Community Rain Garden Installed Successfully in Hackensack

The Northern New Jersey Community Foundation (NNJCF) and the Hackensack Environmental Justice Alliance produced and gifted a large rain garden at Hackensack High School. The community rain garden was installed on June 1 at the Boost the Block Goes Green festival.

Volunteers of all ages came together to install the plants in the community rain garden.

People of all ages volunteered to install the plants in the community rain garden.

The rain garden, designed by Dave Chalek of Sprout Farms and Gardens in Teaneck, New Jersey, is 100% native. More than 160 plants were installed, representing 28 varieties. Furthermore, this urban rain garden serves as a model, with almost all the plants salt tolerant and not easily damaged by the road salt often used in winter.

More than 50 enthusiastic volunteers came out to help install the community rain garden, be environmental justice and green infrastructure ambassadors, or assist the resident artist. Special thanks to Hackensack Public Schools, M&T Bank and TD Bank for recruiting these energetic volunteers.

Dave designed the garden to be a beautiful learning environment, which looks like a mini-botanical garden. He put in plants that are important to New Jersey’s history, such as New Jersey Tea and added plants that would attract a wide range of birds and other pollinators.

Besides the community rain garden, we donated 40 outdoor native plants, 40 spider plants for indoors, and 61 packets of wildflower seeds. Passersby stopped at the NNJCF’s exhibit table. They were invited to take these items for free to use at home.

Artist Amrisa Niranjan worked with volunteers to paint the community mural.

Volunteers assisted artist Amrisa Niranjan with painting the community mural.

We also held two interactive painting activities, led by Amrisa Niranjan and Mónica Chavarría-Malin. Amrisa created a 4 x 12 mural “Care for Your Little Patch of Earth” for people of all ages to help paint. Monica led a painting party in which 40 community members painted and took home their art.

Green Generation

Stephanie Silva of Project Wilderness gave a very informative, inspiring presentation – The Green Generation: Building a Sustainable Future Together. Stephanie discussed the importance of young people’s involvement in the environment. She pointed out New Jerseyites experienced at least one major, life-threatening storm in their lifetime, with more storms expected. According to the New Jersey Department of Environmental Protection, over the last 50 years in New Jersey, storms resulting in extreme rain increased by 71%, a faster rate than anywhere else in the United States. Surface and groundwater quality — the water people drink — becomes impaired, increased nutrients and contaminants enter waters found in runoff from more intense rain events.

Stephanie mentioned that bringing a community together helps to create sustainable solutions. These solutions include using more green infrastructure. Green infrastructure involves rain gardens, green roofs, and permeable pavements to manage stormwater, reduce flooding, and improve air quality. The installation of the rain garden uses the polluted rainwater running off city streets. Afterwards, this turns into something beautiful. The Green Generation has an opportunity to learn about solutions and become trailblazers in an evolving field by developing skills and knowledge to build a rewarding career, while also building a legacy of environmental stewardship that benefits future generations.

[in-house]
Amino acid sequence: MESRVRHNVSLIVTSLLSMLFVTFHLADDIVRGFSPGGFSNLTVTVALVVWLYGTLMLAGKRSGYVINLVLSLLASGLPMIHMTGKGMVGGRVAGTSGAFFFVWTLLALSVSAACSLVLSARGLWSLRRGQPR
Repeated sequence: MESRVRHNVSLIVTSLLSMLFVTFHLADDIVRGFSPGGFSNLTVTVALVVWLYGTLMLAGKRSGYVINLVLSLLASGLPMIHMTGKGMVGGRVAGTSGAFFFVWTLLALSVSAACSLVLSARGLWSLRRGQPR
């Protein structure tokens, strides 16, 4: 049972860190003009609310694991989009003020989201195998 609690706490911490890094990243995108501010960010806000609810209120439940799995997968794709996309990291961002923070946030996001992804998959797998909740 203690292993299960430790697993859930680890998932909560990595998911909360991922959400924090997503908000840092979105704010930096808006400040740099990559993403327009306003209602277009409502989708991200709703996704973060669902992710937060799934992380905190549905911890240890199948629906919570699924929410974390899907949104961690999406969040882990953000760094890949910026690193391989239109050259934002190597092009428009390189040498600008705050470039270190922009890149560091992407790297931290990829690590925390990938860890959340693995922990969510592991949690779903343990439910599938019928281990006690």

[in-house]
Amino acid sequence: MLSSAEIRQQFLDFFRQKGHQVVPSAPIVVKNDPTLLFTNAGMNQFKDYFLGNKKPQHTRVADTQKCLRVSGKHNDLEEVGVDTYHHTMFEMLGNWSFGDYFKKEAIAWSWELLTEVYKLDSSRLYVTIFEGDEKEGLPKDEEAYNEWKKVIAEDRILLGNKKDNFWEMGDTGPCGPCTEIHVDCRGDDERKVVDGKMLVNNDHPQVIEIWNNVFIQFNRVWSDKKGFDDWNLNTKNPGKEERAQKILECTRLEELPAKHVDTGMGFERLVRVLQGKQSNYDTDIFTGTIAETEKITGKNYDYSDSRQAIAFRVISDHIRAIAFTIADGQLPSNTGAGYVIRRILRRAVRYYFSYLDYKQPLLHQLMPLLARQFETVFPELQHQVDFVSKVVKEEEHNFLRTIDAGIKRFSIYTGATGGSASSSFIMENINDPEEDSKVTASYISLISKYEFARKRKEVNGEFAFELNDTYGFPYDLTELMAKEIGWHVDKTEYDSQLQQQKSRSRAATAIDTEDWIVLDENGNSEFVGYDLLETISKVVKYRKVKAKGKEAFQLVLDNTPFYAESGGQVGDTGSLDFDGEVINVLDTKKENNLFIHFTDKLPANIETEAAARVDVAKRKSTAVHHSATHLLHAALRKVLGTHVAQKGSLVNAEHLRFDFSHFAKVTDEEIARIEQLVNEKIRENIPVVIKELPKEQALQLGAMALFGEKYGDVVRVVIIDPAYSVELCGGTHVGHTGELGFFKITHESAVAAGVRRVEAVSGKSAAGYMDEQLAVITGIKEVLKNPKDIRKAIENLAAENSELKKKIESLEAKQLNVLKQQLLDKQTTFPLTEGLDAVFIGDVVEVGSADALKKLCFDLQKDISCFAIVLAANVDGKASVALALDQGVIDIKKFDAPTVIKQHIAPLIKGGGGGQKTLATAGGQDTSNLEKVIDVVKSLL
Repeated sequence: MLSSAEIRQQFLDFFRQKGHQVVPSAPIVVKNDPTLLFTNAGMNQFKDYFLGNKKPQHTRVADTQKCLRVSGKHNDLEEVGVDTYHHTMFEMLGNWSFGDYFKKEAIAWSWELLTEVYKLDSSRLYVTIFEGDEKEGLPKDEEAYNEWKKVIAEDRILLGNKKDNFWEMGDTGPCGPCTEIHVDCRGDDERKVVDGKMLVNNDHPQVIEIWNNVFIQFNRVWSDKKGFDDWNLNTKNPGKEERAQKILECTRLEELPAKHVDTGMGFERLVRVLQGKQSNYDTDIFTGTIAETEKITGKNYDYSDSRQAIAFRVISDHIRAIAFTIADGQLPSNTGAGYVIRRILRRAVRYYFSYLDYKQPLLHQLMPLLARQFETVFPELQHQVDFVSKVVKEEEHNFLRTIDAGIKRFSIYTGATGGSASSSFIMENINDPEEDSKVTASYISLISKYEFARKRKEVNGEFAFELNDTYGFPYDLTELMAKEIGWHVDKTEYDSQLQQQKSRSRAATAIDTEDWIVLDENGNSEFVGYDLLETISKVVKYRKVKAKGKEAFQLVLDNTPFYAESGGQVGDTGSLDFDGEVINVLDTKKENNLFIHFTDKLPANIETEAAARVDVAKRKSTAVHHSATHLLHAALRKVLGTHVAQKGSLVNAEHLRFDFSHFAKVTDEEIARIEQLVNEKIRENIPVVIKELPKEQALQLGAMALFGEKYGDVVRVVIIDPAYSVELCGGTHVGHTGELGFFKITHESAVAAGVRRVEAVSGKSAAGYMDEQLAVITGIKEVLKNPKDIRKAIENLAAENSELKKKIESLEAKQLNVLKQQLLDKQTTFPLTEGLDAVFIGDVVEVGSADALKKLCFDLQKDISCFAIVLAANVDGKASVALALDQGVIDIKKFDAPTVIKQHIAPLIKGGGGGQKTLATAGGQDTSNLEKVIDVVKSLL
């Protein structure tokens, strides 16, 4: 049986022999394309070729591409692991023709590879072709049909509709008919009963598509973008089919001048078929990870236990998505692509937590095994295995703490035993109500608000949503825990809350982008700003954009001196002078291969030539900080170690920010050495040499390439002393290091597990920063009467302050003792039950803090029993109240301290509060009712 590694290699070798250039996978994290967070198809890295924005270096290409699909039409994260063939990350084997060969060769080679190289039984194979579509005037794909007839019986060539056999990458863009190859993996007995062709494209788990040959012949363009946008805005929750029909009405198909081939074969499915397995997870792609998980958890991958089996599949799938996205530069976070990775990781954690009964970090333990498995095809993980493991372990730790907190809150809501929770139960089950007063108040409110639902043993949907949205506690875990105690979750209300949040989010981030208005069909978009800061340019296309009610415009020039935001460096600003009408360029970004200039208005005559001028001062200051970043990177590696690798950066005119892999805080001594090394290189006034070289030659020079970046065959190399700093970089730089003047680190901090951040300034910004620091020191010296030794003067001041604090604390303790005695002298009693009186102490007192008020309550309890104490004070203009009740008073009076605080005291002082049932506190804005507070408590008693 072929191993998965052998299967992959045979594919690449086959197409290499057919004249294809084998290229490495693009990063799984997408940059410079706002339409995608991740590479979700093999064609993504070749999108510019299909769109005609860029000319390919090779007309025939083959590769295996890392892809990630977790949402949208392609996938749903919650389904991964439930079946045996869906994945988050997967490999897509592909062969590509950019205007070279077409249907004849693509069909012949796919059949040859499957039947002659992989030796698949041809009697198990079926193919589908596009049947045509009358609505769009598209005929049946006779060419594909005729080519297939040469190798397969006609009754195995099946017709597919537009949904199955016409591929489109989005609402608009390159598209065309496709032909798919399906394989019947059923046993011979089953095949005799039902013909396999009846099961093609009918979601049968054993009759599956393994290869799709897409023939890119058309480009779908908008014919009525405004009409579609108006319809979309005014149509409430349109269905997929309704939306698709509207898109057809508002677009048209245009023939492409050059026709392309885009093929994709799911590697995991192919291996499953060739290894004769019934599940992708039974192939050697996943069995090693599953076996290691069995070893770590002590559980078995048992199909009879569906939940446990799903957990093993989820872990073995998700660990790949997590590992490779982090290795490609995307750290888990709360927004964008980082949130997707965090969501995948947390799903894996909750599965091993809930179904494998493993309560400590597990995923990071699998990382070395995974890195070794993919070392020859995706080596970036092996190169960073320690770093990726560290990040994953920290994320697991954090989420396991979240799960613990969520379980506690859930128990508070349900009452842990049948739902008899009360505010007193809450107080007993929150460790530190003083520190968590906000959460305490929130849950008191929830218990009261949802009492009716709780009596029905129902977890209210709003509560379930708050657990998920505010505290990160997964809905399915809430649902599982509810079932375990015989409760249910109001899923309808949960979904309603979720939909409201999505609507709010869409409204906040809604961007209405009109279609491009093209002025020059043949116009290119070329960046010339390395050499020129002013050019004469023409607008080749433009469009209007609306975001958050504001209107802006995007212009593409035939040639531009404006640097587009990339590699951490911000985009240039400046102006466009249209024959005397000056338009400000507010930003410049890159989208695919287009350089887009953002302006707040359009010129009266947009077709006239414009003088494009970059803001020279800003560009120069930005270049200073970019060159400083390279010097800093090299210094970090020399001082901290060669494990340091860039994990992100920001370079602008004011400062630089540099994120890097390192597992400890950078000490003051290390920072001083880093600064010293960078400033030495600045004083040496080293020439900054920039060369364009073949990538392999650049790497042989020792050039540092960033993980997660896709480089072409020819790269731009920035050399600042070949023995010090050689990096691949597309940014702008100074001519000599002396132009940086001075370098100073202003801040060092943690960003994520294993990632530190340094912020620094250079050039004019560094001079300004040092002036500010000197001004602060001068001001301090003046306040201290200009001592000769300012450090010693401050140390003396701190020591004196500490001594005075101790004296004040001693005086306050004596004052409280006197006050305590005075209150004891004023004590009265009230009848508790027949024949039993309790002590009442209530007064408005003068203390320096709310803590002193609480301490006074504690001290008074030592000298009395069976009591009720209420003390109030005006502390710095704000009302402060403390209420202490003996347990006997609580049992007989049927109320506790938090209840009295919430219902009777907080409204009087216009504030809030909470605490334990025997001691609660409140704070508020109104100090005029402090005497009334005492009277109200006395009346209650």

Supporters and Partners

Supporters and partners made possible the installation of the community rain garden. A number of supporters contributed. These supporters included TD Charitable Foundation, M&T Bank, and Columbia Bank Foundation.  In addition, The Funders Network, Suburban Consulting Engineers, PSEG, Garden Communities/The Jefferson and many individual supporters donated to the project.

Volunteers from M&T Bank installed plants in the community rain garden.

M&T Bank staff volunteered to install plants in the community rain garden at Hackensack High School.

We were fortunate to produce this event with one of our lead partners, Greater Bergen Community Action, Inc. We also appreciate the support of partners — the City of Hackensack, Hackensack Public Schools and the Johnson Public Library. Other partners include Fairleigh Dickinson University and the Second Reformed Church of Hackensack.

Upcoming Events

Our next community event occurs on City of Water Day on July 13, from 11 a.m. to 4 p.m. The event takes place at Fairleigh Dickinson University campus’ Dr. Martin Luther King Junior monument. The monument, located at 140 University Plaza Drive, also sits near the pedestrian footbridge on the Hackensack side of the river. Parking will be available at the end of University Plaza Drive in Hackensack. Join us for free food and beverages and to paint the river! (Well, you can do a free painting of the river with your guide, Mónica Chavarría-Malin, president of the Hackensack Art Club.) You will also have an opportunity to meet artists doing plein air (outdoor) paintings of the Hackensack River. For more information, go the event’s webpage.

-by Leonardo Vazquez

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